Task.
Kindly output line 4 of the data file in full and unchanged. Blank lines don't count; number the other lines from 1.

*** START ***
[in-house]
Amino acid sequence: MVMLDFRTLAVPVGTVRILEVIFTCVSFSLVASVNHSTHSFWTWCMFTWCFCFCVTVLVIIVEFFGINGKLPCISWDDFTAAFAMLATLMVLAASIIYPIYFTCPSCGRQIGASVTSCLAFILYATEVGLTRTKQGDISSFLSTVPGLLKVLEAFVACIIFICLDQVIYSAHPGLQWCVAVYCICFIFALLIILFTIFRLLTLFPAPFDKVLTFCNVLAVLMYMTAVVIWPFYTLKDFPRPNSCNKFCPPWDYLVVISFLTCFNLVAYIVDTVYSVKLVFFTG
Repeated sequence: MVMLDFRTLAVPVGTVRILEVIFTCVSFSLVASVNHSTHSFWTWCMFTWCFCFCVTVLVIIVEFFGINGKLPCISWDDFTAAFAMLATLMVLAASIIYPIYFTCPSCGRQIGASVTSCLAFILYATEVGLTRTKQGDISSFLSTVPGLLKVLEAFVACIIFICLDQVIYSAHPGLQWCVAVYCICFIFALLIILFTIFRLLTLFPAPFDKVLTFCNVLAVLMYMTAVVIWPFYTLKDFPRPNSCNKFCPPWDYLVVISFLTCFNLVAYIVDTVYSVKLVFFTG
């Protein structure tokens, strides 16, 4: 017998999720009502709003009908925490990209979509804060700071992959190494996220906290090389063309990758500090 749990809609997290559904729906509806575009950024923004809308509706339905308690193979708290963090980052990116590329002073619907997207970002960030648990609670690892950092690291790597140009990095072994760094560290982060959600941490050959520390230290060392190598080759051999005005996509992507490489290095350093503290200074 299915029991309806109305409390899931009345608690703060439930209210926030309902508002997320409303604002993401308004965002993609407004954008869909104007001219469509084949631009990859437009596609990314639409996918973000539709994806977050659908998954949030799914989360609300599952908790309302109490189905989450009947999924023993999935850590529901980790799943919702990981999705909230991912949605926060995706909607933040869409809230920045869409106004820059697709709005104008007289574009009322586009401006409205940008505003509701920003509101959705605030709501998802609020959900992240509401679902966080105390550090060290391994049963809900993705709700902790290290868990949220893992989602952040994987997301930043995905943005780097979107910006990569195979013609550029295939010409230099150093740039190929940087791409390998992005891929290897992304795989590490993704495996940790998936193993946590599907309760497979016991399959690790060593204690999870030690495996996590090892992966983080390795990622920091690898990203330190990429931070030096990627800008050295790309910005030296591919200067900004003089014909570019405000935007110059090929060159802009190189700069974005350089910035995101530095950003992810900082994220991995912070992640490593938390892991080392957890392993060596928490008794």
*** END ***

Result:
């Protein structure tokens, strides 16, 4: 017998999720009502709003009908925490990209979509804060700071992959190494996220906290090389063309990758500090 749990809609997290559904729906509806575009950024923004809308509706339905308690193979708290963090980052990116590329002073619907997207970002960030648990609670690892950092690291790597140009990095072994760094560290982060959600941490050959520390230290060392190598080759051999005005996509992507490489290095350093503290200074 299915029991309806109305409390899931009345608690703060439930209210926030309902508002997320409303604002993401308004965002993609407004954008869909104007001219469509084949631009990859437009596609990314639409996918973000539709994806977050659908998954949030799914989360609300599952908790309302109490189905989450009947999924023993999935850590529901980790799943919702990981999705909230991912949605926060995706909607933040869409809230920045869409106004820059697709709005104008007289574009009322586009401006409205940008505003509701920003509101959705605030709501998802609020959900992240509401679902966080105390550090060290391994049963809900993705709700902790290290868990949220893992989602952040994987997301930043995905943005780097979107910006990569195979013609550029295939010409230099150093740039190929940087791409390998992005891929290897992304795989590490993704495996940790998936193993946590599907309760497979016991399959690790060593204690999870030690495996996590090892992966983080390795990622920091690898990203330190990429931070030096990627800008050295790309910005030296591919200067900004003089014909570019405000935007110059090929060159802009190189700069974005350089910035995101530095950003992810900082994220991995912070992640490593938390892991080392957890392993060596928490008794």